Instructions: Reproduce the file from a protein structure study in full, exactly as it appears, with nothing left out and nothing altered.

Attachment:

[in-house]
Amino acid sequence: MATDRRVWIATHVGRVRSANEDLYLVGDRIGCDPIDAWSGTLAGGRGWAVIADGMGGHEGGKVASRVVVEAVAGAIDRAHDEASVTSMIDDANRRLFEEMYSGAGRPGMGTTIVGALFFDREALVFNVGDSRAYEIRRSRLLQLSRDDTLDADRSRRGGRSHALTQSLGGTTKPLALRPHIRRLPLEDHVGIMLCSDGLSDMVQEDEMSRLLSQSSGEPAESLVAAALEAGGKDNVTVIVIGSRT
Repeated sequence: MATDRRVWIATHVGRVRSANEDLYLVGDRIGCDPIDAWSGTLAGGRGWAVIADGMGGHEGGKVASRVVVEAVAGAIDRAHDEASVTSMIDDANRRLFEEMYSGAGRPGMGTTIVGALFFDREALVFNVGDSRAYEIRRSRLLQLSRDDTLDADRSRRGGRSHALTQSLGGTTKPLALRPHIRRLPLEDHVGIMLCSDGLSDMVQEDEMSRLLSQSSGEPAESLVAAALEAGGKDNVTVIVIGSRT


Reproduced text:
[in-house]
Amino acid sequence: MATDRRVWIATHVGRVRSANEDLYLVGDRIGCDPIDAWSGTLAGGRGWAVIADGMGGHEGGKVASRVVVEAVAGAIDRAHDEASVTSMIDDANRRLFEEMYSGAGRPGMGTTIVGALFFDREALVFNVGDSRAYEIRRSRLLQLSRDDTLDADRSRRGGRSHALTQSLGGTTKPLALRPHIRRLPLEDHVGIMLCSDGLSDMVQEDEMSRLLSQSSGEPAESLVAAALEAGGKDNVTVIVIGSRT
Repeated sequence: MATDRRVWIATHVGRVRSANEDLYLVGDRIGCDPIDAWSGTLAGGRGWAVIADGMGGHEGGKVASRVVVEAVAGAIDRAHDEASVTSMIDDANRRLFEEMYSGAGRPGMGTTIVGALFFDREALVFNVGDSRAYEIRRSRLLQLSRDDTLDADRSRRGGRSHALTQSLGGTTKPLALRPHIRRLPLEDHVGIMLCSDGLSDMVQEDEMSRLLSQSSGEPAESLVAAALEAGGKDNVTVIVIGSRT